Among 'pelycosaurs,' varanopids are one of the longer-lived clades (Late Carboniferous to middle Permian) along with the herbivorous caseasaurs. They're also widely dispersed, from western North America to eastern Eurasia to South Africa. This suggests that whatever varanopids are doing, they did it pretty well, and this may be born out in the combination of their relatively conserved morphology and their taxonomic longevity. Although there's a fair bit of size variation among varanopids, the small ones in particular seem to do the best, or at least they're around the longest. The fact that our Mesenosaurus in the early Permian of North America is so similar to the Mesenosaurus in the middle Permian of Russia suggests that in spite of pretty drastic changes to environment and tetrapod community assemblage, varanopids found a way to keep thriving. In some modern environments, that can suggest a generalization (e.g., in dietary preference) that allows animals to make do in a wide range of conditions - think raccoons and coyotes, for example, which are some of the most successful urban wildlife. The inverse is that it can suggest a successful specialization in a particular niche that isn't challenged (at least not successfully) by other groups of animals, which is what we suggest here. Varanopids have not only sharp teeth, but sharp cutting edges that usually have serrations on them, similar to what we see in hypercarnivorous dinosaurs, so that suggests that they're probably not generalist feeders but instead very specialized for eating a fairly specific size range of other animals (probably other tetrapods), and this is our working hypothesis for how this genus seems to persist for so long.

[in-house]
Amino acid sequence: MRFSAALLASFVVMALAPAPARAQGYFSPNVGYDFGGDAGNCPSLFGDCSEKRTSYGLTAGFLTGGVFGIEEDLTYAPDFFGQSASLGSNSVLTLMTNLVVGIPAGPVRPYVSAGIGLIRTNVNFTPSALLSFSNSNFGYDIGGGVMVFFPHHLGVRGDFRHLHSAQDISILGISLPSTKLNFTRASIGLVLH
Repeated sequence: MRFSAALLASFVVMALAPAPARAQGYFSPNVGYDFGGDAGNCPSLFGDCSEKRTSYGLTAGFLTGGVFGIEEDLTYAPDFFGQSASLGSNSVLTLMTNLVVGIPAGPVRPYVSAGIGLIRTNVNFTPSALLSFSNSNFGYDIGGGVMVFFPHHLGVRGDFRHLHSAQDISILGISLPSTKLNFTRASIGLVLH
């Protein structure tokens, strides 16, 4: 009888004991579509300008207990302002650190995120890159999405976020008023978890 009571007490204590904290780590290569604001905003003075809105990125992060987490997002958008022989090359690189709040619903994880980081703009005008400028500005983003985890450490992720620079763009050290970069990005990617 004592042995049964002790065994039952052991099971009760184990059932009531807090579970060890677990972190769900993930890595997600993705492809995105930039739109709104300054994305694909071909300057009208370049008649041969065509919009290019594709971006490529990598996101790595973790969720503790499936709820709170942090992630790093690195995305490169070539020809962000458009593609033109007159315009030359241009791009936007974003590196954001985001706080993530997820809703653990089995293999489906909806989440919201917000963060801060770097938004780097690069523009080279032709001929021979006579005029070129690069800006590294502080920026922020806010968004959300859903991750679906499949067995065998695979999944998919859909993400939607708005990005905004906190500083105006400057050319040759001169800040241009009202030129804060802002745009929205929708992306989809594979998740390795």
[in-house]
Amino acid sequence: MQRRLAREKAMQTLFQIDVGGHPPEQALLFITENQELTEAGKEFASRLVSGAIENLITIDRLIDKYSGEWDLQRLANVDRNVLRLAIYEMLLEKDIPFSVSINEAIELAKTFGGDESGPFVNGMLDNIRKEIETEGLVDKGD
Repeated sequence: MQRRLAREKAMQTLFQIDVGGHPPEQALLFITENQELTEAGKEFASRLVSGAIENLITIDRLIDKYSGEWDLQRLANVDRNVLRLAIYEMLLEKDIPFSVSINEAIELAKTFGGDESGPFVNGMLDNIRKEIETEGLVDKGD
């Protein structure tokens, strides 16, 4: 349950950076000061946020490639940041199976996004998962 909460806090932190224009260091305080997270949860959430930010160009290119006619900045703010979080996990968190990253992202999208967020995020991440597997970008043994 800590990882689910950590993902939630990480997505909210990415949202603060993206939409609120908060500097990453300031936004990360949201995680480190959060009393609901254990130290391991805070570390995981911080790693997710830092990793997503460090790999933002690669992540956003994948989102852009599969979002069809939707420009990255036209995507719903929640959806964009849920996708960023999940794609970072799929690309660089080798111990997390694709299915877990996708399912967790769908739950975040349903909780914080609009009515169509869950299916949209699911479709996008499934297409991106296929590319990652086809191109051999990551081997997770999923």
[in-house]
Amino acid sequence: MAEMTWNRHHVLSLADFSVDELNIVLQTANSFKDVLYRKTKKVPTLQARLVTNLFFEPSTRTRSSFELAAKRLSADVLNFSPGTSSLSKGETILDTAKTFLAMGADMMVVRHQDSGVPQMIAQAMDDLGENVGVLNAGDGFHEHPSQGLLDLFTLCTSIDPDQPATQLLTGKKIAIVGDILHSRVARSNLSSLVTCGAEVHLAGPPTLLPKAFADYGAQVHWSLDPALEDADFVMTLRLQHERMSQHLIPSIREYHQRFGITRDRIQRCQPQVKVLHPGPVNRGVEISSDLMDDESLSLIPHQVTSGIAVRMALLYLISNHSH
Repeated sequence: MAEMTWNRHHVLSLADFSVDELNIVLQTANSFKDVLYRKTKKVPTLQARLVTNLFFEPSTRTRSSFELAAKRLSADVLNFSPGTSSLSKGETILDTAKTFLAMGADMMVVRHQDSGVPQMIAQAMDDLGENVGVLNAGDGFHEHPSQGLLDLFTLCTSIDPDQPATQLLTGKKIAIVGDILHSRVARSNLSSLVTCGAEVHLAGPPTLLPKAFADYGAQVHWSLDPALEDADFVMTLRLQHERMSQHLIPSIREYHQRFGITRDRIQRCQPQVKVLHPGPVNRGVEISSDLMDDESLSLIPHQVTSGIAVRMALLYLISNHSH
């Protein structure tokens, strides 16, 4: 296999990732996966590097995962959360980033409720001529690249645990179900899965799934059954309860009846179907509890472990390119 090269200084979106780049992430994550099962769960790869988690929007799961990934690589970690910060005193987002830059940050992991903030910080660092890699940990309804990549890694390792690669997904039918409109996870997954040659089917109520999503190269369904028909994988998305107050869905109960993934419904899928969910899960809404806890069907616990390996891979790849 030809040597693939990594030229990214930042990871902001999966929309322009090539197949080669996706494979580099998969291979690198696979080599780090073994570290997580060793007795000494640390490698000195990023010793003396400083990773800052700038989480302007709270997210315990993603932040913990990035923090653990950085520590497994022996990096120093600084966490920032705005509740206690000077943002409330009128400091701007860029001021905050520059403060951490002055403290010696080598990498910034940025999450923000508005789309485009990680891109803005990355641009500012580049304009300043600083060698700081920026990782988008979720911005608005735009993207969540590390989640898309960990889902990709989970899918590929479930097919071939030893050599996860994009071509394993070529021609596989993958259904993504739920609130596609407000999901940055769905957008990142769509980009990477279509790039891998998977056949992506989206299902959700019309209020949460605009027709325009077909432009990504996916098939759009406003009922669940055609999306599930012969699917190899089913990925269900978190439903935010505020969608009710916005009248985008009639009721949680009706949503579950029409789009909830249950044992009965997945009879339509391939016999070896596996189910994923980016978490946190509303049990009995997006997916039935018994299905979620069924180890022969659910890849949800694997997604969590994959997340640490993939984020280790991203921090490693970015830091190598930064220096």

A temnospondyl connection
This is a temnospondyl blog, so there has to be a temnospondyl collection! One of the newly reported specimens may look familiar to people who read my more typical flavour of papers. Below on the left is an annotated figure from my 2018 paper in Fossil Record on a large, headless dissorophid skeleton - in the red oval is the right lower jaw and maxilla of the largest of the new varanopid specimens, which is properly figured below on the right. Somewhat ironically, the varanopid has no associated postcrania, and the temnospondyl is missing its head but has a fantastic postcranial skeleton...
So does this mark a new chapter in the academic journey of Bryan? Are there future forays into amniotes?? Will I work on dinosaurs one day???
No, unfortunately yes, probably not.
About the blog
A blog on all things temnospondyl written by someone who spends too much time thinking about them. Covers all aspects of temnospondyl paleobiology and ongoing research (not just mine).